LUMBERTON — There are still plenty of road repairs to make as a result of flooding from Hurricane Matthew, a N.C. Department of Transportation official told the Robeson County Board of Commissioners on Tuesday.
“Many primary routes and secondary routes were flooded and damaged,” Chuck Miller said. “Access to many communities was not possible due to flooding and roadway washouts.”
Miller updated the commissioners on county road conditions during the board’s regular meeting. He said there were a 255 damaged sites, of which 56 have not been repaired. Thirty of those 56 sites are under contract to be repaired.
According to Miller, 26 roads remain closed, including the following three primary roads: N.C. 72 between Lumberton and Red Springs; N.C. 904 between N.C. 41 and N.C. 130; and N.C. 130 between N.C. 904 and Rowland.
“Our priority is to get these primary roads repaired,” Miller said. “We are in the process now of getting utilities moved. That could take awhile.”
Miller also said that DOT’s removal of debris from roadways is about 90 percent complete.
“Our policy is to make one pass on each road,” Miller said. “We pick up debris that fell on the roadway.”
Delinda McCallum, of Annease Drive in Fairmont, asked the commissioners what can be done to get the dirt road she has lived on for 30 years paved.
The commissioners passed the question to Miller, who said that based on state statute, any road constructed after Oct. 1, 1975, has to be paved to DOT standards before it can be taken over and maintained by the state.
Board Chairman Tom Taylor told Miller something needs to be done to improve the many dirt roads in the county.
“This is a problem,” Taylor said. “Emergency vehicles can’t get down these dirt roads. Someone is going to get hurt.”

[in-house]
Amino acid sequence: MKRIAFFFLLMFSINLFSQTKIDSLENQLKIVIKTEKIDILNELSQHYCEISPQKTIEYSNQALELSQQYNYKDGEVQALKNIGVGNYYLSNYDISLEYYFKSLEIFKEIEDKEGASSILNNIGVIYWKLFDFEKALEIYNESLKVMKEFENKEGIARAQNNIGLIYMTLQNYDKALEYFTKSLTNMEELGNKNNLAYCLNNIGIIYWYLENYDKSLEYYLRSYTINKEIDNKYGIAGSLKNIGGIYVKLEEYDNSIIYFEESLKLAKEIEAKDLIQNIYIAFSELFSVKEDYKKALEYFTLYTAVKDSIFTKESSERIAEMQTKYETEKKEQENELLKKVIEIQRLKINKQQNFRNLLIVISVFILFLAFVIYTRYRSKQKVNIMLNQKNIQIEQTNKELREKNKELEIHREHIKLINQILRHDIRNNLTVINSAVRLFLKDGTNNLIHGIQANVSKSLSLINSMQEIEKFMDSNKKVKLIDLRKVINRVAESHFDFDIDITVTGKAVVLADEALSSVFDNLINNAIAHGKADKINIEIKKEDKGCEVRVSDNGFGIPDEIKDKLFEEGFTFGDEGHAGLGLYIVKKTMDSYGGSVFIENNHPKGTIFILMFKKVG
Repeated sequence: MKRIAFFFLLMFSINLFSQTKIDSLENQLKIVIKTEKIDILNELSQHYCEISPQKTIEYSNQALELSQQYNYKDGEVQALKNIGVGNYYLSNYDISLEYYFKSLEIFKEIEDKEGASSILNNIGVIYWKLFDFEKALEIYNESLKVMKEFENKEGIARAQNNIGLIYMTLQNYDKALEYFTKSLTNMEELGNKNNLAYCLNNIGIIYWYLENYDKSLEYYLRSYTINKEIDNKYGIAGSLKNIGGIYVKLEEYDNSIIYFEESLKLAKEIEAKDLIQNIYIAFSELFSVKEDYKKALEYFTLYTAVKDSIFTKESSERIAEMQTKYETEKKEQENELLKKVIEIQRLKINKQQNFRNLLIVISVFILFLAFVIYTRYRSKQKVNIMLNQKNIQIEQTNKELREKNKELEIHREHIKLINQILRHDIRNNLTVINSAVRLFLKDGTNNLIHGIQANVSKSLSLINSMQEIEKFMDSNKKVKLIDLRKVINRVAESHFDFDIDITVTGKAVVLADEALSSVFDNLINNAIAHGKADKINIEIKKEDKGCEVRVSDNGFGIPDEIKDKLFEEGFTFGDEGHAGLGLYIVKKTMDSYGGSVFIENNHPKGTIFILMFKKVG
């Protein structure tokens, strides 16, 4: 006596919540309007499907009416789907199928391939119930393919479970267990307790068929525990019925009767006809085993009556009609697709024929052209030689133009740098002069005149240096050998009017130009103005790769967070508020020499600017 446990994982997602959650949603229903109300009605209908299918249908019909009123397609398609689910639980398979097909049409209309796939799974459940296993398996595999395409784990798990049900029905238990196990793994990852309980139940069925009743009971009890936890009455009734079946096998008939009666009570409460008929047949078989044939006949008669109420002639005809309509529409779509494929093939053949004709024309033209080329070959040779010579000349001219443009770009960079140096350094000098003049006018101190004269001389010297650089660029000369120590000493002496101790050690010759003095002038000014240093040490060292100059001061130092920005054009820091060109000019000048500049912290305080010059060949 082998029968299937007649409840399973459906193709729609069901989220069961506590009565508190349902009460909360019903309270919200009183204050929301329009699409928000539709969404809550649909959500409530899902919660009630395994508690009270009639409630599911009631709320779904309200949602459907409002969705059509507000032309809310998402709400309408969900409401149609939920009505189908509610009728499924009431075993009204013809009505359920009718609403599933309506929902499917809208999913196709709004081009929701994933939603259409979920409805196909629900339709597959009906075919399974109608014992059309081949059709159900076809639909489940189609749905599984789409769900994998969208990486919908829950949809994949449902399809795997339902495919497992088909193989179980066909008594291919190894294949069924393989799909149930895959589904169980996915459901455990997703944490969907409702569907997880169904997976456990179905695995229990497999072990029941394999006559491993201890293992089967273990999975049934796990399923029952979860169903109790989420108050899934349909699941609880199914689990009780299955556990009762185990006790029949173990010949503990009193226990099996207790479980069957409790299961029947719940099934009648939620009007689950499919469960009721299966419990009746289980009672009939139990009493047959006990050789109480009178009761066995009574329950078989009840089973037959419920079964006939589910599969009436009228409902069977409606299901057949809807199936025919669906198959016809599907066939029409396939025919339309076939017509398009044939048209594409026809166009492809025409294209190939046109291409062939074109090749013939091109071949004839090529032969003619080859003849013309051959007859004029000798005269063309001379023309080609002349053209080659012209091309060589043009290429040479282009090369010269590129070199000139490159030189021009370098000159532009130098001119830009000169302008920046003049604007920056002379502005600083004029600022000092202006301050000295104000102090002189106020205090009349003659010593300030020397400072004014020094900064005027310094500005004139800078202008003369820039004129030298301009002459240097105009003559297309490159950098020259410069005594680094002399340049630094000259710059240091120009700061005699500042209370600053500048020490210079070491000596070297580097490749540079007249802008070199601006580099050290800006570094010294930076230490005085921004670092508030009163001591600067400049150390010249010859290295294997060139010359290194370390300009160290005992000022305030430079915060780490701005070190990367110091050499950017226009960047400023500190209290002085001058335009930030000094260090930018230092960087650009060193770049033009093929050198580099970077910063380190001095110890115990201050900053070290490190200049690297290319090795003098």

In other business, Taylor, the longtime chairman of Robeson County’s Health Board, resigned from that board to allow him more time to carry out his duties as chairman of the county board.
Commissioner Raymond Cummings was appointed to fill Taylor’s seat on the Health Board.
“Raymond fills the seat, but he will not necessarily be the board’s chairman,” Taylor said.
In another personnel matter, after a short executive session, the board voted to allow Sheriff Ken Sealey’s son, Timothy Sealey, to be hired as a deputy. The motion to approved was made by Cummings.
Sealey said his son, 27, has served as a deputy in another county for three years. He added, however, that he has not yet decided if he will hire his son.
Even if he decides to hire his son, it still will not be a conflict of interest, Sealey said after the meeting.
“I would not be his supervisor,” the sheriff said. “The only ones who report directly to me are the four majors.”
In other business, the commissioners:
— Heard a brief presentation from David Powell, the county’s offenders resource director, concerning the Southeast Regional Re-entry Council’s budget proposal for the upcoming fiscal year. The re-entry program targets people in Robeson, Scotland and Hoke counties who have been incarcerated and are looking to re-enter the community.
According to Powell, the proposed budget is for $173,000 and would be split evenly among the three counties.
— Approved a new patch for members of the county’s Emergency Medical Services Department.
— Approved a request for a conditional-use permit that allows for a mechanic shop and space for storing vehicles to be established in Raft Swamp.
— Denied a conditional-use permit request that would allow the establishment of a family cemetery in Fairmont.
— Heard presentations from representatives of Fairgrove and Fairmont middle schools concerning Junior Beta clubs. The commissioners were asked to financially support students from the two schools wanting to attend the state Junior Beta Club convention being held in Greensboro next month.
— Passed a resolution approving the county’s local water supply plan.
— Passed a resolution that allows the North Carolina Indian Housing Authority to move forward with it Springs Cove project in Red Springs.
Bob Shiles can be reached at 910-416-5165.